8. Pingback: Eclipse Che | Blog
  9. I am getting the following error after running sed:

    pi@raspberrypi:~/eclipse-che-4.4.2 $ sed -i ‘s/codenvy\/ubuntu_jdk8/kartben\/armhf-che-jdk8/g’ stacks/predefined-stacks.json

    sed: can’t read stacks/predefined-stacks.json: No such file or directory

  10. First of all, thanks a lot for the tutorial, the Java & Node images, and the idea of turning my Pi into a Che server !

    Thanks to your guidance, I got Che running on my Pi 3 relatively quickly.

    However, when I try to run a Java workspace (using the ready-to-go Java stack), it fails due to memory allocation for the VM :

    [DOCKER] Status: Image is up to date for kartben/armhf-che-jdk8:latest
    [DOCKER] Step 1 : FROM kartben/armhf-che-jdk8
    [DOCKER] —> 15fd9487b6f0
    [STDOUT] Error occurred during initialization of VM
    [STDOUT] Could not reserve enough space for 2097152KB object heap

    Now, I’m familiar with Java but not so much with Docker, and I’m having a hard time finding where this parameter is passed. Any tips or pointers greatly appreciated!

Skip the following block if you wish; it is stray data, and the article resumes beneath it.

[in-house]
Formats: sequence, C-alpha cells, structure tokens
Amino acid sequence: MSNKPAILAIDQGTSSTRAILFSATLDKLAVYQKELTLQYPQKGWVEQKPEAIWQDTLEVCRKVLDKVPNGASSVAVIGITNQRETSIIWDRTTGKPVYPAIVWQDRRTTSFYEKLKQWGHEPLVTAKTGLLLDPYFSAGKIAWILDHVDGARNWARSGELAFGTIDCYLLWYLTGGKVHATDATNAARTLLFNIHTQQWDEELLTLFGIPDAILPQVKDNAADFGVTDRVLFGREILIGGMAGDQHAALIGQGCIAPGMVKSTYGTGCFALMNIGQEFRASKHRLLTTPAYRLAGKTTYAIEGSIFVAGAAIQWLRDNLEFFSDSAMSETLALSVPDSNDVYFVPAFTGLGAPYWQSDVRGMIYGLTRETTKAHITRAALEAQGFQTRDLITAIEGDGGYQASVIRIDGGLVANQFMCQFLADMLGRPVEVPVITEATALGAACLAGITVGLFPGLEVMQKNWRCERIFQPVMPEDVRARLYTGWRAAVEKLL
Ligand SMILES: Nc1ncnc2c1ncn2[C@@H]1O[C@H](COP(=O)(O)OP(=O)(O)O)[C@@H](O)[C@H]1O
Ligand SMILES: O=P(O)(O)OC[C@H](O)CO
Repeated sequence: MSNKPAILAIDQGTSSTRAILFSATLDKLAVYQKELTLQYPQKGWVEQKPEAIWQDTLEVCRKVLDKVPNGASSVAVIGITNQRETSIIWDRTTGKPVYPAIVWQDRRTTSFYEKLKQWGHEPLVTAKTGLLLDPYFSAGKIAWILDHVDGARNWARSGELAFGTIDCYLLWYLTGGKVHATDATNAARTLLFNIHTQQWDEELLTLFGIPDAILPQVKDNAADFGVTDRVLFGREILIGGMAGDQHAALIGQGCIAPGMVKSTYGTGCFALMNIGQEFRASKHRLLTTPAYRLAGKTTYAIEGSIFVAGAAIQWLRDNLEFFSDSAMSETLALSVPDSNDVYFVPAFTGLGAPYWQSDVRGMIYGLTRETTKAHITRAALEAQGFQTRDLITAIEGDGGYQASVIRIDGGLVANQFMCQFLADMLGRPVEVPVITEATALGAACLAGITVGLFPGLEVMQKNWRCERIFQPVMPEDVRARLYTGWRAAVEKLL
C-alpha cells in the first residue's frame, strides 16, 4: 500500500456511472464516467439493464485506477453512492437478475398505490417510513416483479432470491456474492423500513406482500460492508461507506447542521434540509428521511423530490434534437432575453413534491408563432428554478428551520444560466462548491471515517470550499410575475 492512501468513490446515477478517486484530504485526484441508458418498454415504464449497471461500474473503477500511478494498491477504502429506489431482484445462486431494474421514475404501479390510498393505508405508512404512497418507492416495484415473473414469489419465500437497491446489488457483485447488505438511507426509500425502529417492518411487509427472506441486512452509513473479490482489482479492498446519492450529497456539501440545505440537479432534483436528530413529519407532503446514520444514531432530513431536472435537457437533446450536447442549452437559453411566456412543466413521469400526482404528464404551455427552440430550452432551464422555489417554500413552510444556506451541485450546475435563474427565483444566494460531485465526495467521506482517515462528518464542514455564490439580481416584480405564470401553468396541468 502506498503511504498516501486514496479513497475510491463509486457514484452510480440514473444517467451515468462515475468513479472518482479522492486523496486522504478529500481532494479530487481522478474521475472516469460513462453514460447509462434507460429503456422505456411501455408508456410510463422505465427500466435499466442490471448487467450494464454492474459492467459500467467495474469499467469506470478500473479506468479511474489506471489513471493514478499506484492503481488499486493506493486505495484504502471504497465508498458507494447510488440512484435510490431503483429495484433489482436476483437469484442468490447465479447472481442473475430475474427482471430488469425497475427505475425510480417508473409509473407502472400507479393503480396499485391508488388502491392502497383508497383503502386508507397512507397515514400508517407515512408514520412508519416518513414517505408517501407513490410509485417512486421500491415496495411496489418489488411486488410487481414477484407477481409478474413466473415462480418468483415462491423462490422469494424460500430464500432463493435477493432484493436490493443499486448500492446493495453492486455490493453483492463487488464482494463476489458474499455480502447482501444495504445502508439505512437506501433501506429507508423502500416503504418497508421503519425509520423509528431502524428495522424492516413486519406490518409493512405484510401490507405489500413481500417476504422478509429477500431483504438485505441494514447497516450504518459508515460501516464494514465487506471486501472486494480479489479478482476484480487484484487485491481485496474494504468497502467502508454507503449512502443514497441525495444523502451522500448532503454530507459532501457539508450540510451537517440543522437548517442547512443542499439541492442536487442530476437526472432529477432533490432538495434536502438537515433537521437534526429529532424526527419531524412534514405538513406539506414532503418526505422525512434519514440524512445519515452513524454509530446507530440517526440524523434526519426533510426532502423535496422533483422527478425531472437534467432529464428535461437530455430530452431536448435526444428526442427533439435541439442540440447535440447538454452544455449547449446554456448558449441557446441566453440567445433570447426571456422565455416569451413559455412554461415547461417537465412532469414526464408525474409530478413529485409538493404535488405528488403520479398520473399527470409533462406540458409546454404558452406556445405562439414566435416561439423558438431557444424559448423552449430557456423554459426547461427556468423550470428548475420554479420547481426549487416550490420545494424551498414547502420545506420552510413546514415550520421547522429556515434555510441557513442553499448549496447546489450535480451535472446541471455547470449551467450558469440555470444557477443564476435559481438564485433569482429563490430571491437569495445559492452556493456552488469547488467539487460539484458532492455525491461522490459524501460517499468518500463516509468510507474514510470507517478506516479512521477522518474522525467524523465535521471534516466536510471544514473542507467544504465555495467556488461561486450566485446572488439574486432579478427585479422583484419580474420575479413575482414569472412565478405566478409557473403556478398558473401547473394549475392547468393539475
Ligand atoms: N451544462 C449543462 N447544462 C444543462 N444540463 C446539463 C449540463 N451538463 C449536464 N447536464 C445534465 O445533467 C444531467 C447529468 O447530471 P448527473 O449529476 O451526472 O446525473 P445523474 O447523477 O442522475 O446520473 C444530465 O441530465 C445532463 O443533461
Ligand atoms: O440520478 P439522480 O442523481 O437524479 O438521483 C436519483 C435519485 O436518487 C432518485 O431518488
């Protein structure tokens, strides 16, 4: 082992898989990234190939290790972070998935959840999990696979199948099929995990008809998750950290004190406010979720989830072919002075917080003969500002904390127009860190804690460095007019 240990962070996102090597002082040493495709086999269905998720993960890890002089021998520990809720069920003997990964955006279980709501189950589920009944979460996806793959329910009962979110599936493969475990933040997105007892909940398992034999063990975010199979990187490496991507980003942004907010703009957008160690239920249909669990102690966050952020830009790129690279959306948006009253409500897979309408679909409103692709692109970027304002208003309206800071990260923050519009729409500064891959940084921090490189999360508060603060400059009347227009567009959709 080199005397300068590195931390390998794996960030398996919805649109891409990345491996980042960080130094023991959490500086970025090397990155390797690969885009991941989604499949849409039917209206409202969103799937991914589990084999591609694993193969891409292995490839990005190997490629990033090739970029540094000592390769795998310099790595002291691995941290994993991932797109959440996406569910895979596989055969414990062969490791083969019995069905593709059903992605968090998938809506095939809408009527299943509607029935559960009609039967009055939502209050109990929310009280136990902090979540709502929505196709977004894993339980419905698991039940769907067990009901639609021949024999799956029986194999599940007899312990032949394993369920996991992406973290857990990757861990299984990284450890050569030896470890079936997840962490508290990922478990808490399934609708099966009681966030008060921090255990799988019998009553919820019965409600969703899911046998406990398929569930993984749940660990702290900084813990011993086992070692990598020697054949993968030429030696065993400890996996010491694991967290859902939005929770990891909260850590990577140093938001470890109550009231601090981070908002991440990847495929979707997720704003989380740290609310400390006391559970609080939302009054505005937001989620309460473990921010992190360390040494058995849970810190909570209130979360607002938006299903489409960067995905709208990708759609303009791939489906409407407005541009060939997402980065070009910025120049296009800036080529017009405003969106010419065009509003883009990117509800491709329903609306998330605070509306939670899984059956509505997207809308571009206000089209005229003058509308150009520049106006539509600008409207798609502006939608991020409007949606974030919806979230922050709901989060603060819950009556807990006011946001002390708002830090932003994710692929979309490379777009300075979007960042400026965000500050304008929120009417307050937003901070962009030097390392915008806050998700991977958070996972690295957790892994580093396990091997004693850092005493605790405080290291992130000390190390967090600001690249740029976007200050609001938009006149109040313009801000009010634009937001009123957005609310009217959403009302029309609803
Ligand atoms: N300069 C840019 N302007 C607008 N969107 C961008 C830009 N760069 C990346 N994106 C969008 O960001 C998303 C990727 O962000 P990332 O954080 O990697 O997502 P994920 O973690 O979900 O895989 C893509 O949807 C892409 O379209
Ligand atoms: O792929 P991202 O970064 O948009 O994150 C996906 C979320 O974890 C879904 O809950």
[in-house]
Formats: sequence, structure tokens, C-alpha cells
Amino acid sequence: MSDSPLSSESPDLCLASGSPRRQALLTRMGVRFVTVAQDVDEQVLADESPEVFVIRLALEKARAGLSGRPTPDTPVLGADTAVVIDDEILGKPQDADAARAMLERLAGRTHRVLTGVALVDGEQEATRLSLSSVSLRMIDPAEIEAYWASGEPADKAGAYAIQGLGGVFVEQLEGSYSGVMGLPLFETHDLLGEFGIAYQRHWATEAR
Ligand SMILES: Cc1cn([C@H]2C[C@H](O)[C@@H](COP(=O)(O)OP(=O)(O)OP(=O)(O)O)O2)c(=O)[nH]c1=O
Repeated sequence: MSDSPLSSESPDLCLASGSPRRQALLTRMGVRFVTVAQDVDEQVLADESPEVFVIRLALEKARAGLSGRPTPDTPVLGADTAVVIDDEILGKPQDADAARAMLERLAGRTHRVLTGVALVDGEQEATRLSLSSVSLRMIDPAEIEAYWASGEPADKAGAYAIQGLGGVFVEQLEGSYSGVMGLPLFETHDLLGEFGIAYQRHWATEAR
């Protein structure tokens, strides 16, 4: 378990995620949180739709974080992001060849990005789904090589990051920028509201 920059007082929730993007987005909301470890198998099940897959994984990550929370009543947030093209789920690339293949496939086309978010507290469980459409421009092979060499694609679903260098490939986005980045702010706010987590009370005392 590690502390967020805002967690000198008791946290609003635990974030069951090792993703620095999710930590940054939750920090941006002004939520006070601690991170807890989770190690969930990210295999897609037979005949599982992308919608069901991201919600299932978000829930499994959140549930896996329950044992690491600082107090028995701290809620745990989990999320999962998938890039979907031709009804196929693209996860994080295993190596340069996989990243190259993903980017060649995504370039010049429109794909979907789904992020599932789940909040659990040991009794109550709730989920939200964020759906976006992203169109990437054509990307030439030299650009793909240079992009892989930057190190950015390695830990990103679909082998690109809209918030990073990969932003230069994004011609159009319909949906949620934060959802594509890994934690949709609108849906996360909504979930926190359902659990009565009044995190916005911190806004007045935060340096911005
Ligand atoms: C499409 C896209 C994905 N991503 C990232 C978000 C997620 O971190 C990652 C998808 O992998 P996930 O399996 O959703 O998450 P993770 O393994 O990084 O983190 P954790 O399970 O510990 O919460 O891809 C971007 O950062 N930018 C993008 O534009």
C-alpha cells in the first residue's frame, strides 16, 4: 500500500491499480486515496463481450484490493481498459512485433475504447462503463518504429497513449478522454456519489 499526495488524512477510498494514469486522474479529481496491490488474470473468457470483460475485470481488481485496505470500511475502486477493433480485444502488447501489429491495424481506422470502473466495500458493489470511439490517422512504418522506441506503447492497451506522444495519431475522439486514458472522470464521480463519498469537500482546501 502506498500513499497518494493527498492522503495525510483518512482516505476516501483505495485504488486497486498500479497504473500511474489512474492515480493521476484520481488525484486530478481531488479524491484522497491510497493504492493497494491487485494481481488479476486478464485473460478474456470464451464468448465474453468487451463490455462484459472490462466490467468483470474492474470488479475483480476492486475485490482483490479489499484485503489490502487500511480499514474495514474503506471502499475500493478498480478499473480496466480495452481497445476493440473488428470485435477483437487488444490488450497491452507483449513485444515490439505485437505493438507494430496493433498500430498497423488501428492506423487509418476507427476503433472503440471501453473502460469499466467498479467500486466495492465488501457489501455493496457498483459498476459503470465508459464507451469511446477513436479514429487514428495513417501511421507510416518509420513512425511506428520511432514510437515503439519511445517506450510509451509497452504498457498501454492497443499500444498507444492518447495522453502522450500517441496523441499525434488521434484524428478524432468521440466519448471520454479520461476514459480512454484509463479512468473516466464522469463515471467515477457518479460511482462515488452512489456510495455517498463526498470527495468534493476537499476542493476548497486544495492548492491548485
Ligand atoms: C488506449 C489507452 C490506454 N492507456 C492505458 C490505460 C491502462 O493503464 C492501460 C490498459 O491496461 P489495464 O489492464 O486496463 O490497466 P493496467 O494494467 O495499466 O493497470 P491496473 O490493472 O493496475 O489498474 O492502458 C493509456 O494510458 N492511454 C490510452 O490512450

11. @Mars : In later Che builds (mine is 4.6.2), there is indeed no predefined-stacks.json file anymore.

    In Kartben’s tutorial and command lines, simply replace predefined-stacks.json by stacks.json, and it’ll work (it did for me).

  12. Nevermind, it was in :
    # Java command line options when starting our Che agent in workspace runtime
    che.machine.java_opts=-Xms256m -Xmx2048m

    Sorry for the spam!

  13. Hi. Trying to create a new Workspace for PHP development it fails starting up with message: System error: exec format error

    Do I need to set it up for ARM? How can I do?

    Thank you very much

  14. I followed your Tut …
    bash run -r:$ip
    … starts and only warns about
    “[ WARN ] [p.DockerExtConfBindingProvider 51] – DockerExtConfBindingProvider”

    But http://$ip:8080 only returns a 404 …
    “description The requested resource is not available. /dashboard”

    Plz help!